Monday, June 02, 2014

The Immediate Effect of CRM System Change On Staff

Changed Priorities Ahead sign 
Recently on LinkedIn, there was a question which asked: "Does anyone have any indicators that would give me a steer in terms of what would be normal to expect when you bring in a new [CRM] system which changes the way people work?" I loved this question as it is so insightful and recognises that clearly this is going to be one of the key impacts and factors in the success or otherwise of the new system. I gave an answer online at the time, but here are my extended thoughts:
  • You should expect more calls to your help desk in the short-term. Users will inevitably need to ask how to do things, even if they have had good training. As well as comprehensive and appropriate training, floor-walking during the initial days of go-live can also help.
  • There will be more pressure on your Database Team (or equivalent) in the short-term. There is bound to be so much going on that your poor database team will probably have (or feel they have) twice as much to do now with this wonderful new system than they ever did before. Some of that might be true! Hopefully it will calm down as everyone learns the new system and its capabilities, but in some instances it might well be that there is more work for the database team even as the new system progresses.
  • It is quite possible to see a drop in productivity in the first instance for some areas such as batch donation processing - this might sound awful and ultimately you of course want it to go the other way, but there's no getting away from the issue that some people might find a new system slower to use at first.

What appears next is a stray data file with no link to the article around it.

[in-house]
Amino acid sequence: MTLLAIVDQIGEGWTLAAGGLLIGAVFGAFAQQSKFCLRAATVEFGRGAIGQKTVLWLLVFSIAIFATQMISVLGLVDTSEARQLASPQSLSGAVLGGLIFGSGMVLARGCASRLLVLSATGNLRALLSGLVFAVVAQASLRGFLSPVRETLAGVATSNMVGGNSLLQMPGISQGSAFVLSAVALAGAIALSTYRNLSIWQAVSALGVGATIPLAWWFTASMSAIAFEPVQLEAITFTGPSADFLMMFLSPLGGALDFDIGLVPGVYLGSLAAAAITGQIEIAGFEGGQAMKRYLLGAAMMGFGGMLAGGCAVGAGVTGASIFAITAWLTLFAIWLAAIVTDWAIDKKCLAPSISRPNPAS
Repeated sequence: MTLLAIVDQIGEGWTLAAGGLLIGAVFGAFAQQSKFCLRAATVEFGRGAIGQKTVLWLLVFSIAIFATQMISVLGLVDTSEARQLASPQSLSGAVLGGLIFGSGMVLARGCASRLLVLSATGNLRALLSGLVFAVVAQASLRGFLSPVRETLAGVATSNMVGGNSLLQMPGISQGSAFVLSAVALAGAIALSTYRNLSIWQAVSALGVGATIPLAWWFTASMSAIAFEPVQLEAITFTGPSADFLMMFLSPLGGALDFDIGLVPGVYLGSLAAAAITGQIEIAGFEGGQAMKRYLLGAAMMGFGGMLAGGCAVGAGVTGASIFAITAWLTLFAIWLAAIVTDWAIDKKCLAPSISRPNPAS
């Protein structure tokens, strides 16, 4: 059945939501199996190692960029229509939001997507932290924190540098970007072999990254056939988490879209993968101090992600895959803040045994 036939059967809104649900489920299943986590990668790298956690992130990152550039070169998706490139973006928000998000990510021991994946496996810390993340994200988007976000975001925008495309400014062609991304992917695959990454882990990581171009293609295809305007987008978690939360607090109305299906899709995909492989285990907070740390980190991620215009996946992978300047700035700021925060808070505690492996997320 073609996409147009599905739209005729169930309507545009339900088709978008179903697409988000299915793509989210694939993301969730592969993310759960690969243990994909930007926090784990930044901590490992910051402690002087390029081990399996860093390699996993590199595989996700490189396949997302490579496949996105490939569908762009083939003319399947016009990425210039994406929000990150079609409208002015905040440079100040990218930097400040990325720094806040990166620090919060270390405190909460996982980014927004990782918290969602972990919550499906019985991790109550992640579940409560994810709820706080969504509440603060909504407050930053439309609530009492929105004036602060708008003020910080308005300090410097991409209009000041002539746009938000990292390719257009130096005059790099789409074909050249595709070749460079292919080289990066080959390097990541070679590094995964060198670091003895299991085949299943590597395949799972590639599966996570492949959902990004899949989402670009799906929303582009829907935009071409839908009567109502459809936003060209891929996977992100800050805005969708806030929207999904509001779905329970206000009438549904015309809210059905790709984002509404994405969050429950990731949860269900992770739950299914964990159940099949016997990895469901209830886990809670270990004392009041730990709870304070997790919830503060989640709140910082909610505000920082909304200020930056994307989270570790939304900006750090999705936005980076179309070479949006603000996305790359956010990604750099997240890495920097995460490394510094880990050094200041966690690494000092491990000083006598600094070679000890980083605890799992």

• No matter how much you've tested and re-tested, something will go wrong! And no matter how much you did some great business analysis to get the users' requirements, something may have been forgotten! I say this as a (mostly) serious point because I think it's a good thing to warn users in advance (i.e. during implementation) that this might be the case…
  • Some people may not have the functionality they used to have with the legacy system and they especially need careful managing. i.e. there may well be people who actually do lose something they used to have perfectly with the old system. Work with them closely to make the transition as painless as it can be.
  • Some processes may not be optimised yet. Not a problem, they can be optimised over the coming weeks - but be aware, don't think every process will immediately be better and be open to reviewing such processes and even having to re-consider if/how some should be managed differently.
  • If you do have any areas with many more problems than you expected, encourage users to always report everything to the help desk/database team as appropriate. If they don't then it won't get fixed. I know this sounds obvious but some staff might not bother and either just not use function x or start to find workarounds. And then you're right back to where you started…
  • BUT there will hopefully be good things too! Some users will (hopefully) love the new system, so they are great people to use as advocates for some quick-win stories for everyone else. Getting reports, information & insight that you couldn't get before is great.
Oh - and somebody, somewhere is going to say, "I don't know why we had to get rid of the old system…"

No comments: